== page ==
What’s in Store for Kassouf in 2017?

Since finishing 17th in the WSOP Main Event for $338,288, Kassouf hasn’t slowed down. In December, his hot streak continued when he won a €10,000 High Roller Event in Prague for $555,619, the largest score of his burgeoning career. That also made him a poker millionaire with $1,275,105 in live tournament earnings entering the New Year.

Fittingly, it was a controversial win for Kassouf, who struck a deal with second-place finisher Patrick Serda. As part of the arrangement, Serda got more money, $750,216 to be exact, while Kassouf took a lesser amount in exchange for being declared the winner. It’s not an uncommon practice in poker, but certainly one that is frowned upon, especially when it happens in what is supposed to be a prestigious event.

To draw an analogy, it’s like when New York Giants' defensive end Michael Strahan sacked Green Bay Packers’ quarterback Brett Favre in a game on Jan. 6, 2002 to set the NFL single-season sack record of 22.5. If you watch that play, you might be tempted to think Favre laid down and gave him the record. Does that cheapen it? Some certainly think so.

Anyway, Kassouf is currently busy travelling the poker tournament circuit and kicked off the year with a trip to the Bahamas.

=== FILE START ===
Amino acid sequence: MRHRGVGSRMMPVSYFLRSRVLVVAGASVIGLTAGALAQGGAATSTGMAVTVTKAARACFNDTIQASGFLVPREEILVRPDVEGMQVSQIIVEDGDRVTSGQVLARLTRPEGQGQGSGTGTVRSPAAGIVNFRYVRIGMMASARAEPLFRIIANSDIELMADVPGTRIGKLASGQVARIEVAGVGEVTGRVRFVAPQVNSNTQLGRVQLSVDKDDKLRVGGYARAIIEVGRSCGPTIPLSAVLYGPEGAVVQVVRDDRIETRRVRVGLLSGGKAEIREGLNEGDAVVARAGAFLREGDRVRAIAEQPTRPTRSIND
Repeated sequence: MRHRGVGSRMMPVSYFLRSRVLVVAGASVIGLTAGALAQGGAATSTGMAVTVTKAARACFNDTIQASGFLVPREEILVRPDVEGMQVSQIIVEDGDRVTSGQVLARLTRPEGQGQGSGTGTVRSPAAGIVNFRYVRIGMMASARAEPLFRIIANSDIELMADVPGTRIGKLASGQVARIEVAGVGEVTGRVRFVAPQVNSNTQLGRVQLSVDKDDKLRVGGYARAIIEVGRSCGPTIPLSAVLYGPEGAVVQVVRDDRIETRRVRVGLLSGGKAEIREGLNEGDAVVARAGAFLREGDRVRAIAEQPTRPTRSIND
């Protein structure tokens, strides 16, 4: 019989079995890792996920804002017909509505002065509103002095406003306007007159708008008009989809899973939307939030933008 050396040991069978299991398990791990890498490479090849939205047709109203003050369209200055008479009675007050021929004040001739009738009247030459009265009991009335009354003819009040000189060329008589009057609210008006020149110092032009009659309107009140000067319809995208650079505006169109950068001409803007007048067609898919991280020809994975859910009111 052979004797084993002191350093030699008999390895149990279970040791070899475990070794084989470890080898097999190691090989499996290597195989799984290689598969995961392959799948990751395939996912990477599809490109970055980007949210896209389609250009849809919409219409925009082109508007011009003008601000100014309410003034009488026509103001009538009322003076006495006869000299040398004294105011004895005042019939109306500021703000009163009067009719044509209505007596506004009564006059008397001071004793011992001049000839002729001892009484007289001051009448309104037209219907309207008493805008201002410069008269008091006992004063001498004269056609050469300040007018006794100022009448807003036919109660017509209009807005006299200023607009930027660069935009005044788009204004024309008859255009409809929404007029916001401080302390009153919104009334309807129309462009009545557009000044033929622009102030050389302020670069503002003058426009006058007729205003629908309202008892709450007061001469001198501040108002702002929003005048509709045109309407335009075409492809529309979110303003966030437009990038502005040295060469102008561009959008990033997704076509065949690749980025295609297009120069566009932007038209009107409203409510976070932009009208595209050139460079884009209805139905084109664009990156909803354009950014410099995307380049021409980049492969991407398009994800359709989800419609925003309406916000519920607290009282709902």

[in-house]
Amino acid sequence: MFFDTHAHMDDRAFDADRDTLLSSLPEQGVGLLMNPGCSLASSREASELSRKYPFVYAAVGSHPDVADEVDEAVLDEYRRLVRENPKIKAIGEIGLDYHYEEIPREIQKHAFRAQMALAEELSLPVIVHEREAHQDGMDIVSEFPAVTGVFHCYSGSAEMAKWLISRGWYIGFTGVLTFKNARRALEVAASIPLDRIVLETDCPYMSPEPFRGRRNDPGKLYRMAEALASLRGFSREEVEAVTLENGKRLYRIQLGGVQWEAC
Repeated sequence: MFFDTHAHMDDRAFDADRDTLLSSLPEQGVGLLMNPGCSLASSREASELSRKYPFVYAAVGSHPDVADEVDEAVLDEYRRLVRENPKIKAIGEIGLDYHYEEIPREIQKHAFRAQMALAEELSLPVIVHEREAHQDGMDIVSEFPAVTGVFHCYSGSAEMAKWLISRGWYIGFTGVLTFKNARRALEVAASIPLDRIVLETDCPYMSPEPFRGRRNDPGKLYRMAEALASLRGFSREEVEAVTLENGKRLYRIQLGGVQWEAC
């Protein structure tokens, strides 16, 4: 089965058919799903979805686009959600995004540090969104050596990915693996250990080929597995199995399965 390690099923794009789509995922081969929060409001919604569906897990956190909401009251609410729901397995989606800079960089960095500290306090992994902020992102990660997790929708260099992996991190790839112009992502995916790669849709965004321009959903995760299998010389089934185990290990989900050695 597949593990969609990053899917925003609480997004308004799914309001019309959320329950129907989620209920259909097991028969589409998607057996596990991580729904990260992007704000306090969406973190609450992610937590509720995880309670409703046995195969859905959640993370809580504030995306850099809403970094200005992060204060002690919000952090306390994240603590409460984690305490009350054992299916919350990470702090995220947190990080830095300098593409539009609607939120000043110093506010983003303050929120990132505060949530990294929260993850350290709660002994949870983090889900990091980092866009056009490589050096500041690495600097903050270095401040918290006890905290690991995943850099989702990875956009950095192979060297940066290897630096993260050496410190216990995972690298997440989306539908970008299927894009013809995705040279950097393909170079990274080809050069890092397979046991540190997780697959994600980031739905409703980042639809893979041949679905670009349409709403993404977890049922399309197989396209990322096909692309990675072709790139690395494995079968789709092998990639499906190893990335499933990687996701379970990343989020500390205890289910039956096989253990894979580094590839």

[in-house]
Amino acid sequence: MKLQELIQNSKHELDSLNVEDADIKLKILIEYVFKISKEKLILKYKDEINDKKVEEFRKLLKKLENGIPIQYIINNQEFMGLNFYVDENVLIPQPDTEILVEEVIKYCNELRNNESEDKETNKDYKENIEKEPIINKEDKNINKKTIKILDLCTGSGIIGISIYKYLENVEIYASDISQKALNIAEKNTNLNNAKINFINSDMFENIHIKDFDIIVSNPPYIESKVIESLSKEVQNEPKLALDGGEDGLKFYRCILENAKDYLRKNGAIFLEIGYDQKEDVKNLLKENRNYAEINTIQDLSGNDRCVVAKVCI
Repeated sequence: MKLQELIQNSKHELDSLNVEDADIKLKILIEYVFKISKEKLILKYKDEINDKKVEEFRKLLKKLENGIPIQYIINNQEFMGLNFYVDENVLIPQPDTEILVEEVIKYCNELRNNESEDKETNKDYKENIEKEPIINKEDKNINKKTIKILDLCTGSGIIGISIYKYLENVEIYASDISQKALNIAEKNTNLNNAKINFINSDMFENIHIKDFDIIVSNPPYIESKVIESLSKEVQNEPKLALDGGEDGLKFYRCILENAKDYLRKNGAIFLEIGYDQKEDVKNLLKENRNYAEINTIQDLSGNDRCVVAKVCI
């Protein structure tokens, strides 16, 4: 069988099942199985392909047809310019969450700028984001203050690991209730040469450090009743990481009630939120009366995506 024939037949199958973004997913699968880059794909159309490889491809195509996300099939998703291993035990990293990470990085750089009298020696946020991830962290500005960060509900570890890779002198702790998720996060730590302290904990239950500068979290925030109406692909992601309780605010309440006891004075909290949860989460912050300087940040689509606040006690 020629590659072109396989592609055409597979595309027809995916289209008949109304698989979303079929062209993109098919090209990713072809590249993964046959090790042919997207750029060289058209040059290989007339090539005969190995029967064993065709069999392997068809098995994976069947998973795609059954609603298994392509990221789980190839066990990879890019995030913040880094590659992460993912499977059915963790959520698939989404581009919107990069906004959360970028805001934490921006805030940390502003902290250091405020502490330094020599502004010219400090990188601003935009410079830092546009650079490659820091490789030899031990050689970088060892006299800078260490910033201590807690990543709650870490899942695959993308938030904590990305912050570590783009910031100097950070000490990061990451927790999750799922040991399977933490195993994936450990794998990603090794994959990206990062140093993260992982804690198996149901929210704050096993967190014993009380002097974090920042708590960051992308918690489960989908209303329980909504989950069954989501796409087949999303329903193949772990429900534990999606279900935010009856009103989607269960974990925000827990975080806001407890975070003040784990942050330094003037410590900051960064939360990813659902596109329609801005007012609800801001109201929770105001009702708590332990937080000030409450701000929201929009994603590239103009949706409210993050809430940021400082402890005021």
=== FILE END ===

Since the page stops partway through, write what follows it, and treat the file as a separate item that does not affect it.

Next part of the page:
“I've already been invited to some big poker festivals around the world, which I feel honoured to be a part of,” he says. “I will strive to have a successful 2017 although it will be hard to beat the results I had last year, but I'm determined to achieve bigger and greater things, so onwards and upwards.”

On February 2, he’ll head to the largest cardroom in Europe, King’s Casino Rozvadov, where he’ll take part in the 888Live Kings Festival. It’s also there that’ll he be engaged in a best-of-three heads-up grudge match against Matuson.

The 888Live Kings Festival runs from January 26th through February 6 and will offer over €600,000 in guaranteed prize pools. There will be more than a dozen events including a €5,000+€300 High Roller and €888 Main Event, the latter of which will offer two starting flights and a €300,000 guarantee.

For more information on that event, click here.

Chad Holloway is a 2013 WSOP Bracelet winner who has previously worked for PokerNews as a managing editor and live reporter